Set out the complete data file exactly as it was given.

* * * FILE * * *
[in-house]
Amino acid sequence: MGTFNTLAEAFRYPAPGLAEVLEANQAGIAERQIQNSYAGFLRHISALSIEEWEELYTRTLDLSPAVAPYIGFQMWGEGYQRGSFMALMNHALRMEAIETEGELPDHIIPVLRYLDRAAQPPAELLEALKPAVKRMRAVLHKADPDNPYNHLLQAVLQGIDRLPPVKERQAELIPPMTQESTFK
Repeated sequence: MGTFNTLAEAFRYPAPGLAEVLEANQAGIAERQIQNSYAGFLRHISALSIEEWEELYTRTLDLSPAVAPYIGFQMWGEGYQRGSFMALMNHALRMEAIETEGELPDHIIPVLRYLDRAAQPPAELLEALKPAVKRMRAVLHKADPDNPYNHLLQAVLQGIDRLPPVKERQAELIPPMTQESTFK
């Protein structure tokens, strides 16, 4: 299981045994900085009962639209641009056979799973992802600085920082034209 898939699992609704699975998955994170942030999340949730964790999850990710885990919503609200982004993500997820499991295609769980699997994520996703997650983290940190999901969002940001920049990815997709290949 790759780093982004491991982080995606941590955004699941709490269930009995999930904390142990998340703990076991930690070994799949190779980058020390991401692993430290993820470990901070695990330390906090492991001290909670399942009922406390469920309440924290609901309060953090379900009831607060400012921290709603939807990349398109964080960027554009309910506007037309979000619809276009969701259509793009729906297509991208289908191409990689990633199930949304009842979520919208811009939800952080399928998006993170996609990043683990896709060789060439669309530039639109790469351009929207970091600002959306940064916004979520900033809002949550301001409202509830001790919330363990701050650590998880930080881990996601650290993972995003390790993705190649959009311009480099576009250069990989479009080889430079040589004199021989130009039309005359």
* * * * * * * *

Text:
[in-house]
Amino acid sequence: MGTFNTLAEAFRYPAPGLAEVLEANQAGIAERQIQNSYAGFLRHISALSIEEWEELYTRTLDLSPAVAPYIGFQMWGEGYQRGSFMALMNHALRMEAIETEGELPDHIIPVLRYLDRAAQPPAELLEALKPAVKRMRAVLHKADPDNPYNHLLQAVLQGIDRLPPVKERQAELIPPMTQESTFK
Repeated sequence: MGTFNTLAEAFRYPAPGLAEVLEANQAGIAERQIQNSYAGFLRHISALSIEEWEELYTRTLDLSPAVAPYIGFQMWGEGYQRGSFMALMNHALRMEAIETEGELPDHIIPVLRYLDRAAQPPAELLEALKPAVKRMRAVLHKADPDNPYNHLLQAVLQGIDRLPPVKERQAELIPPMTQESTFK
């Protein structure tokens, strides 16, 4: 299981045994900085009962639209641009056979799973992802600085920082034209 898939699992609704699975998955994170942030999340949730964790999850990710885990919503609200982004993500997820499991295609769980699997994520996703997650983290940190999901969002940001920049990815997709290949 790759780093982004491991982080995606941590955004699941709490269930009995999930904390142990998340703990076991930690070994799949190779980058020390991401692993430290993820470990901070695990330390906090492991001290909670399942009922406390469920309440924290609901309060953090379900009831607060400012921290709603939807990349398109964080960027554009309910506007037309979000619809276009969701259509793009729906297509991208289908191409990689990633199930949304009842979520919208811009939800952080399928998006993170996609990043683990896709060789060439669309530039639109790469351009929207970091600002959306940064916004979520900033809002949550301001409202509830001790919330363990701050650590998880930080881990996601650290993972995003390790993705190649959009311009480099576009250069990989479009080889430079040589004199021989130009039309005359």